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40

Probably, you have Chinese Uno analog which works on CH340 USB-to-serial chip, so you need to install driver for it. Steps to fix: Install the CH340 driver Run the command in Terminal: sudo nvram boot-args="kext-dev-mode=1" (disable kext signing introduced in Mac OS X 10.9 Yosemite) Reboot Also you're right according to Uno and FDTI: Differences with ...


24

From the documentation: Open Terminal and type: ls -l /dev/ttyACM* you will get something like: crw-rw---- 1 root dialout 188, 0 5 apr 23.01 ttyACM0 The "0" at the end of ACM might be a different number, or multiple entries might be returned. The data we need is "dialout" (is the group owner of the file). Now we just need to add our ...


13

This solved it for me. Download this driver Install it Run sudo nvram boot-args="kext-dev-mode=1" Reboot Serial ports now showed up in the Arduino IDE and also when I used ls -1 /dev/tty* Hopes this helps someone. Reference: This thread


12

The cable that shipped with my Arduino Uno worked for power but not data transmission so the /dev/tty.usbmodem was not showing up in the Tools --> Port menu. After I switched to a different cable, the /dev/tty.usbmodem port showed up and it worked beautifully.


11

First things first you need to learn the basics of how USB works. In USB there are two main "things": Hosts and Devices. You have one Host (usually your computer) and many Devices (such as Arduinos, Printers, Scanners, Webcams, WiFi dongles, etc). Being a host involves knowing about what devices you are going to have attached to you and how to communicate ...


11

Actually, Arduino is powered at 5V (the 5V pin and the ATmega328p are connected to the +5V rail in the board). The point here is where do those 5V come from. Basically, from 2 possible sources: USB. The 5V line from USB is (or should be) already regulated, so it's feed directly (in fact it goes through a polyfuse) into the +5V rail of the board. The maximum ...


8

Is it an original Nano or a clone? The original Nano uses FTDI's FT232 ship, whereas clones use the CG340 USB-to-TTL chip. The former works fine straight away Mac OS Sierra, whereas the latter needs a driver. The CG340 driver doesn't work under Mac OS Sierra. Fortunately, someone patched the driver and made it available at GitHub. There you'll also find ...


6

/dev/ttyACM0 is a USB communication device (CDC) of sub-type "abstract control model" (ACM). That is what the Arduino is. /dev/ttyS0 is a hardware serial port - the (typically) 9-pin D connector on the back of your computer. If you want to use /dev/ttyS0 (why would you?!) you will require a special cable that converts the RS-232 voltage signals from the 9-...


6

CHG340 supports common baud rates: 50, 75, 100, 110, 134.5, 150, 300, 600, 900, 1200, 1800, 2400, 3600, 4800, 9600, 14400, 19200, 28800, 33600, 38400, 56000, 57600, 76800, 115200, 128000, 153600, 230400, 460800, 921600, 1500000, 2000000 baud. 250 000 baud isn't supported by that IC. The Baud steps is either 200% or 150% of the previous value (There is ...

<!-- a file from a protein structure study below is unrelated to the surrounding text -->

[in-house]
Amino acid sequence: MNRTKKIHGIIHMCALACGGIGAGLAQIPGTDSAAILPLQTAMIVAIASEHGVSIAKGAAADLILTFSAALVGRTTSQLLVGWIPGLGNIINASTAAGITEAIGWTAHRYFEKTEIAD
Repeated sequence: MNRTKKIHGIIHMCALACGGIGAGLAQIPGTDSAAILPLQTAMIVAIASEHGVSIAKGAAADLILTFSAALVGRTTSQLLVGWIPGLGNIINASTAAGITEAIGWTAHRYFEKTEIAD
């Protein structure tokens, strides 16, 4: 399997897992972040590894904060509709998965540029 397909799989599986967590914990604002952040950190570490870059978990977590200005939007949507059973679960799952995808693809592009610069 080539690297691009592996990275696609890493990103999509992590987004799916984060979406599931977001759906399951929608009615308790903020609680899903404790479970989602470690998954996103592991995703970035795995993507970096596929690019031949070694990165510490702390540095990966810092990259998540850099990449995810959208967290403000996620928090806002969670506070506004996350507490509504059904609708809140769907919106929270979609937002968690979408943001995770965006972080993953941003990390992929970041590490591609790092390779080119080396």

6

If indeed the descriptor is the problem then yes you can change it. In the core file USBCore.h is the line: #define D_CONFIG(_totalLength,_interfaces) \ { 9, 2, _totalLength,_interfaces, 1, 0, USB_CONFIG_BUS_POWERED | USB_CONFIG_REMOTE_WAKEUP, USB_CONFIG_POWER_MA(500) } Just change the 500 to something smaller (it has to be an even number). However ...


6

From looking at the source it appears that on 32u4 based boards Serial includes extra methods to access the settings from the USB host: see: https://github.com/arduino/ArduinoCore-avr/blob/b7c607663fecc232e598f2c0acf419ceb0b7078c/cores/arduino/USBAPI.h#L129 From USBAPI.h: // These return the settings specified by the USB host for the // serial port. ...


5

If you provide power to the Arduino through Vin this will disconnect USB power through the MOSFET switch.


5

I have a "USB power bank" with two USB ports, which I use to power some projects. I have discovered that my bank (i.e. your mileage may vary!) shuts off unless my project draws at least 50mA. If your project does draw at least that at ALL times, you should just be able to plug a USB cable directly from the powerbank to the project. For some other projects, ...


5

This site fixed the problem for me: http://kiguino.moos.io/2014/12/31/how-to-use-arduino-nano-mini-pro-with-CH340G-on-mac-osx-yosemite.html ...somebody else has made an alternative to the ftdi drivers, and this website show you how to install them correctly.


5

This fixed the problem for me: http://blog.sengotta.net/signed-mac-os-driver-for-winchiphead-ch340-serial-bridge/ ... and the direct link to download. EDIT: I have one of the cheap clones with a CH340 USB chip. So this might not solve your problem, but could be beneficial to others.


5

The USB does not go to pins 0 and 1. The UART goes to pins 0 and 1 - that is a totally different interface. The USB is connected to dedicated USB pins on the chip. If you look at the Leonardo schematic you can see it is pins 3 and 4 on the chip. Note that that is not pins D3 and D4 on the board, but the third and fourth pins anti-clockwise from the "pin 1"...